How Classroom Decor Reinforces Your Studies

Looks Matter for Learning Environments


Ms. Morissette’s classroom bustles with color, as decor breathes life into the room. Photo by Mikey Pierog.

Mikey Pierog and Justin Park

First impressions are everything. From talking to a new classmate to meeting a new teacher outside of school, your first interaction with a person can determine the nature of your relationship for the future. The same is true for our school. 

There’s no doubt that the school grounds are inviting anyone to come in – DIS has put in a great deal of effort to look aesthetically pleasing, with a big campus makeover including the basketball court paint job, murals at the gym, a wide variety of plants, as well as cornhole and four-square in front of the cafeteria.

But while the exterior of the school uniformly welcomes students, parents, and staff to come in, the classrooms get a lot more diverse. Those setups are all up to the teachers, and they reflect their personalities with their layout and decorations. 

Your classroom environment undoubtedly affects how you learn. I mean, imagine if it was just desks in a bright white room with a smart board at the front. Pure madness. It’s not something we process consciously, but beautification adds a lot of energy to the overall learning experience.

According to a team of 153 researchers in the United Kingdom, walls with “some decorations” were the environment in which students benefited the most. “The displays on the walls should be designed to provide a lively sense to the classroom, but without becoming chaotic in feel,” they wrote.

Whether it’s the placebo effect or there’s scientific evidence backing it up, it seems that most people appreciate decorations, regardless of how much they help academically. 

Jules from 5th grade commented, “Classroom decorations… can make [things] feel a bit more alive and spiritual, and [they] help put me in a good mood. When I’m studying, [they] help me concentrate more.”

“I like our [Ms. Son’s] class because on Halloween, the moms came in and we got a lot of decorations like on the walls and ceiling, and some stickers, like on the COVID plastic wall thing… We couldn’t go back to our normal life because of COVID and with the plastic walls, and the moms put Halloween decorations on the walls, it feels a little better.”

Vines hanging from the ceiling give the room a cheery, relaxing atmosphere, and make it feel like home. Photo by Mikey Pierog.

Ms. Morissette explained her rationale for the decor: “I think students deserve to have a beautiful place to learn, and I want our classroom to feel like a place that I want to be in. That’s something that I thought of when decorating, but also we [don’t] want it to be too distracting. I think it’s beneficial if it’s a beautiful place to learn in and students, and the teacher want to be there. I think that makes a big difference.”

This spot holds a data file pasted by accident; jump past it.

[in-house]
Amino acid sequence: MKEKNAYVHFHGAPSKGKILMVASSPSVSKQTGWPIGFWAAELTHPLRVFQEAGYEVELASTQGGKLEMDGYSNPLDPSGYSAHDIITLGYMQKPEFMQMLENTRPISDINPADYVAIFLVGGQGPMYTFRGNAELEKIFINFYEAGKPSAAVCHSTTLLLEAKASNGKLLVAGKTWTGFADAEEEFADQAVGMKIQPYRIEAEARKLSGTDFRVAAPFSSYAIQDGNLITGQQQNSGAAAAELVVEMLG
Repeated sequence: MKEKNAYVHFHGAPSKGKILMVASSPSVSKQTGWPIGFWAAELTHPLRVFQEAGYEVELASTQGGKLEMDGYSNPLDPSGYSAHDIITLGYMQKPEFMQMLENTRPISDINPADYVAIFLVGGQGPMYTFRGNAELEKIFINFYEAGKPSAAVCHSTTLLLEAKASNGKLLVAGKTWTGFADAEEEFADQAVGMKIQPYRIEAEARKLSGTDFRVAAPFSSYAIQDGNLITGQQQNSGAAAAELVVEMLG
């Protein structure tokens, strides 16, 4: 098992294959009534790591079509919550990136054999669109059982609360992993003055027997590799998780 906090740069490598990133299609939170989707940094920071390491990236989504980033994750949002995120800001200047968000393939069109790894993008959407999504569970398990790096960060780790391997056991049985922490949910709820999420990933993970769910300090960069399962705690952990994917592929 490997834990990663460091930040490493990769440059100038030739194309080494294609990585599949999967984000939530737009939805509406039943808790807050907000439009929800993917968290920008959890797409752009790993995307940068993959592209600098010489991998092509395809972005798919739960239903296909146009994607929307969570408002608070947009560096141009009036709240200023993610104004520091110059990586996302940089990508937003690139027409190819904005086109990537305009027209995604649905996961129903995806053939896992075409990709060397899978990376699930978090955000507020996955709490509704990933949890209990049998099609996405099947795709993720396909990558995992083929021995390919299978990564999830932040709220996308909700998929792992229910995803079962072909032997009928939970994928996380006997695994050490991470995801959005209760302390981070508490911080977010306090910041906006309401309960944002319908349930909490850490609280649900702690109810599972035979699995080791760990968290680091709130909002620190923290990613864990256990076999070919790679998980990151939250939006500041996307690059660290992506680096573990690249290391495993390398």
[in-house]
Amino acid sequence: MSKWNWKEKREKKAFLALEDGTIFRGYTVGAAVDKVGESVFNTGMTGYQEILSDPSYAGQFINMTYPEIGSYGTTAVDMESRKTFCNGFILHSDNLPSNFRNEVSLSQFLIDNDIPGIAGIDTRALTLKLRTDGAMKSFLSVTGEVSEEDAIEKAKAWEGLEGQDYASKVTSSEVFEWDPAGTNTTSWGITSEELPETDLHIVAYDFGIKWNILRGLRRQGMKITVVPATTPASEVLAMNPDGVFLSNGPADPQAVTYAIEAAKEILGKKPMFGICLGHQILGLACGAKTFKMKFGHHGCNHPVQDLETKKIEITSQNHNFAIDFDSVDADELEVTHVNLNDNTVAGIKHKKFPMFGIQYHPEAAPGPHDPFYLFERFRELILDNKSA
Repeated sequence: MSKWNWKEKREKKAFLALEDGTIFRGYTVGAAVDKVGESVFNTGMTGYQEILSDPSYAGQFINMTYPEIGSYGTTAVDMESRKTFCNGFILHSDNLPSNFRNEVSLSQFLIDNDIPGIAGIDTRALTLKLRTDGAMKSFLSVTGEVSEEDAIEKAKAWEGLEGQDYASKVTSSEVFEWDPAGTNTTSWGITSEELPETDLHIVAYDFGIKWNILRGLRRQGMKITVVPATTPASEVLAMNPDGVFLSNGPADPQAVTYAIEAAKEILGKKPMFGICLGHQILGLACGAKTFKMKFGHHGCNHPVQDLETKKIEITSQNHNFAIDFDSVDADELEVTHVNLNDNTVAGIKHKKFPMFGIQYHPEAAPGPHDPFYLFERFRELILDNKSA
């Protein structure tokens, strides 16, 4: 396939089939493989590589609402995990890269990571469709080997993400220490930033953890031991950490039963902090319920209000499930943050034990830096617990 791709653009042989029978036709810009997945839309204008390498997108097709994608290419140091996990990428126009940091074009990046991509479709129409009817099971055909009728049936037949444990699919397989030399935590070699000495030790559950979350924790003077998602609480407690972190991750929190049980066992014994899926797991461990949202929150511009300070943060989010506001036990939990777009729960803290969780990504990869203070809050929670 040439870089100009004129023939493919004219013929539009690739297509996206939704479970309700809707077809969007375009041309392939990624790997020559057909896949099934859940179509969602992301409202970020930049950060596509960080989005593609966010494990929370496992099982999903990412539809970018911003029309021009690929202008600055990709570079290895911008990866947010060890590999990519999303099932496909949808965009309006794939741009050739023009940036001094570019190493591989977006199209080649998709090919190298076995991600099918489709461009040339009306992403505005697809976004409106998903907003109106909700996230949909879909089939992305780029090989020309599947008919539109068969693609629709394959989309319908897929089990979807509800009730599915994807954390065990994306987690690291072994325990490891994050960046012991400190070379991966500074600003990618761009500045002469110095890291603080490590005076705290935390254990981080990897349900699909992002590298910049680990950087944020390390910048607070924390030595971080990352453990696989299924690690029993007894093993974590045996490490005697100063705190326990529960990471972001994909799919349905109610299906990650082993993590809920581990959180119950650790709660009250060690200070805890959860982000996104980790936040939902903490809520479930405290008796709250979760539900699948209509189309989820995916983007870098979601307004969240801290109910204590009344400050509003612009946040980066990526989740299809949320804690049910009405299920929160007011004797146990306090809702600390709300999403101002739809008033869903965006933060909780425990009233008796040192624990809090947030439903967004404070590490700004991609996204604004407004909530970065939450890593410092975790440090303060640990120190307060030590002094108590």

Elementary spaces tend to be more decor-heavy than those of middle and high school, but some upper-grade teachers put up more than just informational posters. Mr. Coleman, for one, has a board outside of his room filled with pictures of students’ and teachers’ pets. 

When asked about the benefits of the wall, Mr. Coleman explained that “it brings up the mood, and sets a positive tone for the students entering the room.”

Mr. Coleman features the Pets of DIS at his classroom door, providing his students some enjoyment before they even walk into his classroom.

Ms. Butcher also puts in the work to make her room more cozy for her students. “I think it’s really important to have different spaces in the room where students can collaborate with each other, or if they need to work independently. I love color, I think it brightens up the room, making it feel welcoming and warm. There’s an inclusive environment where students feel appreciated, they see their work displayed on the board, and they feel like this classroom is theirs.” 

Many people think elementary classrooms should be decorated, but not everyone seems to share that sentiment for all grade levels. Regardless, Ms. Butcher is an advocate for the power of a good learning environment: “When parents come in they sometimes say ‘Oh, is this an elementary room?’ and I’m like ‘No, it’s a middle school classroom.’ I think it’s important even in middle school or high school to have your classroom represent your students, and just to make it feel warm and safe, because a classroom should feel like that for kids.”

The consensus is that decor makes learning relaxing and inviting, even improving concentration. There’s no reason not to put in a little more effort to make class feel a little more like home, and DIS shows us that.